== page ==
Drive through some of the old Welsh mining valleys, and you still see some places where hope went to die 40 years ago. My Dad carried on working to the mid-1980s as a fitter until he was 65 and retired with a final salary pension but soon after that they cleared the place where he worked in the city of London (nowhere near finance) which actually made something, and turned it into a conference centre. His job would have been roadkill if he were a little bit younger.
There is froth and the stench of decadence in the areas of plenty.
I introduce you to the 20 minute avocado delivery in the Great Wen. Okay, a superyacht is a more egregious example of decadent excess, but most of you can’t afford that. I’d say we can all afford to pay £5+£1.8 for something that would cost half that if we walked to the supermarket, even if it were a Tesco Extra where everything seems to cost half as much again as if you walked a bit more to a regular Tesco. It’s hard to deny the decadence and the froth.
Gorillas grabs close to $1bn Series C funding …values the on-demand grocery delivery biz at $2.1bn
Series C funding is late-stage venture capital funding. Venture capital spends shitloads of money on vapourware. Why do they do that? Heck, so they can do the IPO, get their cash back and sell this shit to you in your passive index funds, rinse, repeat. Because think about it. Hipsters can diddle on their smartphone apps in the London loft spaces to have meal ingredients delivered by e-bike. Where’s the obvious catch? Surely it’s that the self-same hipsters can diddle on their smartphones and have a fully-cooked meal delivered to their loft space, and have been able to pretty much ever since Deliveroo and Just eat. Heck, even when I was working in TV in the Great Wen in the 1980s we’d ring up (on a dial office phone) for a pizza delivery if it looked like Production would wrap late.
Where have we seen this unprofitable firms worth loadsamoney movie before? 1999. But it’s all different now. Yeah, right. Why are valuations up in the sky? Because money is searching for a return, because there’s more bloody money flying about made to try and dodge the consequences of the global financial crisis and there are fewer places to park it where it does better than slowly die into the night, and it’s getting less and less discriminating about doing due diligence on whether that return has any real hope of existing. We are buying this fluffed up crap in our index funds. This sort of garbage is one of the reasons valuations are going up – there are too many companies
that are worth gazillions and yet don’t turn a profit. Still, look on the bright side. Valuations haven’t reached the heady heights of the dot-com boom. Things can only get better, eh?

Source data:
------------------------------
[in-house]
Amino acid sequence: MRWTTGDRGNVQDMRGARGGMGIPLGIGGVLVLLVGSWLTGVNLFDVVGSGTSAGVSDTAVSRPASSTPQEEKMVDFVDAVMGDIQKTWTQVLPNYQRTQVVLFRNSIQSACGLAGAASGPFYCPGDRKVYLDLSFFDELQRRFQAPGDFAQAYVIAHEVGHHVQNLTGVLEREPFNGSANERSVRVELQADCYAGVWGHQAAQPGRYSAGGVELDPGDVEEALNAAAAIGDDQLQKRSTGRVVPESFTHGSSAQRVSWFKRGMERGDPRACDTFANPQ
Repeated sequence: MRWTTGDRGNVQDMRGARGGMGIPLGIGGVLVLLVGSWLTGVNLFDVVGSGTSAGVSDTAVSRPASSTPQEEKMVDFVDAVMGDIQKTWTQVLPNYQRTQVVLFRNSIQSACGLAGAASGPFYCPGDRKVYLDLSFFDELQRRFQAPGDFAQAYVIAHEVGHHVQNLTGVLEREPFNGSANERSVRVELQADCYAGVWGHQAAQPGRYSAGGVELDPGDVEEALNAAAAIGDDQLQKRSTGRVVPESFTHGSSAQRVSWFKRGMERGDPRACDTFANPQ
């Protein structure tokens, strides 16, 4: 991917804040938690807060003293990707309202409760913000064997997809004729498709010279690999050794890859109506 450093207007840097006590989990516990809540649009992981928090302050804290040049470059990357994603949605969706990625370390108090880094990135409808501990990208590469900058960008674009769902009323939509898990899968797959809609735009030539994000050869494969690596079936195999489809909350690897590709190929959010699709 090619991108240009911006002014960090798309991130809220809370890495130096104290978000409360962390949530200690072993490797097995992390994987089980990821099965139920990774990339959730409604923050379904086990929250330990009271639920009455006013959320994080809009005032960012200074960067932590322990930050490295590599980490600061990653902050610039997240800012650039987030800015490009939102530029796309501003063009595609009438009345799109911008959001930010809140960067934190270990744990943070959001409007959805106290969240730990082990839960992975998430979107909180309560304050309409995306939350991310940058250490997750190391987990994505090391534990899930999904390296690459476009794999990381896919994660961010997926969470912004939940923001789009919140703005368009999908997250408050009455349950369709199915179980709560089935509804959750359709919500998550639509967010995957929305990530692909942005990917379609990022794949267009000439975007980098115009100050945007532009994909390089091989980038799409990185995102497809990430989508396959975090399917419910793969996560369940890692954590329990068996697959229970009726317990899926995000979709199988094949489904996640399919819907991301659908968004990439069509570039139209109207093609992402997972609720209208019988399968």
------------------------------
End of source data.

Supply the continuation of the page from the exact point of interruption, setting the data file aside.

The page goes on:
S&P Composite CAPE (from Shiller)
A fellow on Monevator sensibly asked me why, rather than buying puts at the moment, I don’t
Why not just invest what you are comfortable with for the long term and just forget about the drops?
I’m not a young pup saving steadily from income for 30 years, so I don’t believe in the fundamental premise of index investing because I don’t have that many market cycles. I believe valuation (and indirectly, timing) matters in a cyclical market. Those valuations worry me. If they stay up in the air for a couple of years then I will have spent a manageable amount in puts. If they stay up longer, then yes, I will need to suck it up and conclude things really are different this time and stop buying puts 1. The equity purchases I will make between now and a couple of years will be up in the sky along with all the rest of what I have had for years. I just happen to be of the opinion this has to go titsup sooner than later. But if I’m wrong I can eat that too, the increased balance in my ISA will salve my dented pride somewhat 😉
For all that, my largest holding is in VWRL, but I am happy to say that the vast majority of it wasn’t bought at current eyewatering valuations. But I’m not buying into this market large-scale at current valuations, and yes, I am prepared to pay over the odds to insure against some downside in what I have at the moment, because I perceive the downside hazard is a lot higher than the upside opportunity at the moment. It’s not a general view however, and again, a lot of money is flying about the place. The inflation manifesting itself now is one symptom of that – consumer spending seems to be strong in those households that saved money through the pandemic, and in combination with the lost capacity.